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Necromancy and the Abbot

By Anthony Roe

Published Samhain 1999

As a child I remember being taken on a Sunday outing to have a picnic at the site of the lost village of Ingarsby, on land that of old had belonged to Leicester abbey, the Monastery of Blessed Mary of the Meadow, before the

Dissolution. But the weather took a dismal turn, racing clouds soon appeared, I shivered, and a storm ensued. Our party took shelter in a dilipated cattle shed. The beasts therein were wild-eyed. There were frightening shadows in the gloom. For a while it felt as though I was suspended in time as I gazed into those wide gleaming eyes ... but it quickly passed as the sun shone out again, and my mind returned happily to the present.

Ingarsby was a chapelry in the parish of Hungerton. The grange belonging to the abbey of Leicester is still standing, close to where Ingarsby railway station stood on the former Great Northern line from Leicester to Melton Mowbray and Market Harborough. The present structure is mainly of the early Tudor period, but is on the site and may incorporate some of the earlier building in which a curious episode took place.

The ruins of the wall of the old abbey of Leicester still exist, and may be seen from the Abbey Park, which derived its name from the abbey on the opposite side of the River Soar. The monks of old had very good taste for natural scenery; and possessed the best knowledge of husbandry among all the people of their time. Hence we find most of the abbeys in England situated in good fat pastures, and many of them near rivers, where the monks could take tithe of the fish caught therein. This was the case with their choice of a site for the abbey of Leicester, the great and eminent abbey of "St Mary in the Meadows" - so called because situated with a pleasing outlook upon river-meadows of the Soar - was first founded by Robert the Hunchback, Earl of Leicester, in the year 1137 CE for the monks of the order of St Augustine, and in honour of the Virgin Mary, "For having been before time very stubborn and undutiful to his prince, when the earl grew in years he founded and endowed this and some other houses of religion. And when the same was finished, he entered it himself, with the consent of his lady, where he lived fifteen years, and died and was buried.”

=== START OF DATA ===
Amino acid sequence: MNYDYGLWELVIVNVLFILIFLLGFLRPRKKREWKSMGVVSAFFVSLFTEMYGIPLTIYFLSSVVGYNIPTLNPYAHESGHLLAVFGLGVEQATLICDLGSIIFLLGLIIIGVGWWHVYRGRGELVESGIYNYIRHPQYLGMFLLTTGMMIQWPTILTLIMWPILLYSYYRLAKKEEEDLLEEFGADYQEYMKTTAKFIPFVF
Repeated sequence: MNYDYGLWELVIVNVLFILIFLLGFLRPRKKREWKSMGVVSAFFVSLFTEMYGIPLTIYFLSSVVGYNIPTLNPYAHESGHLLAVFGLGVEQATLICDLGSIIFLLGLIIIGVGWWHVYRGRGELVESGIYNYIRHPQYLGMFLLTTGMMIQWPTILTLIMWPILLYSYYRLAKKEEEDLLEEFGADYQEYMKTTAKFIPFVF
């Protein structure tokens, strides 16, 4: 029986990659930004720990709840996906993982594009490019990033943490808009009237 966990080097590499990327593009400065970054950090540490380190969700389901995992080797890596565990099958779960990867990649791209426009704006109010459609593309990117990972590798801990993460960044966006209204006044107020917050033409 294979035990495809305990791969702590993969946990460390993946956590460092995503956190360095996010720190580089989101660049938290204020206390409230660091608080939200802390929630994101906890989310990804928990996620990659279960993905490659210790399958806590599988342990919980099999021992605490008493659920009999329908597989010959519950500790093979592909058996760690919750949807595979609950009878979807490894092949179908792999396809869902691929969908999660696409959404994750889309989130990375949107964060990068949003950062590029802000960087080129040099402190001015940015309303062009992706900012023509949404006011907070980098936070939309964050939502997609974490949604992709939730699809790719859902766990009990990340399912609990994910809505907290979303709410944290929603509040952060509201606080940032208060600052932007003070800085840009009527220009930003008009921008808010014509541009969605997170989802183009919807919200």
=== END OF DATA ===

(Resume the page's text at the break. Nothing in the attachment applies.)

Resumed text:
The son of the Earl Robert married the Lady Petronell, who built a beautiful church for the said abbey, CE 1279, and was buried in the choir thereof, before the high altar. It is memorable of this lady that she made a long rope or plait of her own hair, to be passed over a pulley and used to draw up the great lamp in the choir. This was afterwards kept there for a long time to show as a precious relic.

The abbey was seated on a very rich and fertile soil, had a beautiful prospect, and was provided with rich pastures, tithes, mills, woods, fishing, rents and tenants. Standing just upon the great road from London to the north, it was frequented by, and furnished entertainment to, persons of all ranks. It gave much charitable relief to the neighbourhood, and to the poor of the county. Here, it is recorded, the devout members of the oomnunity said their prayers; the studious gave themselves up to books; the kind-hearted to works of charity and the healing of the sick.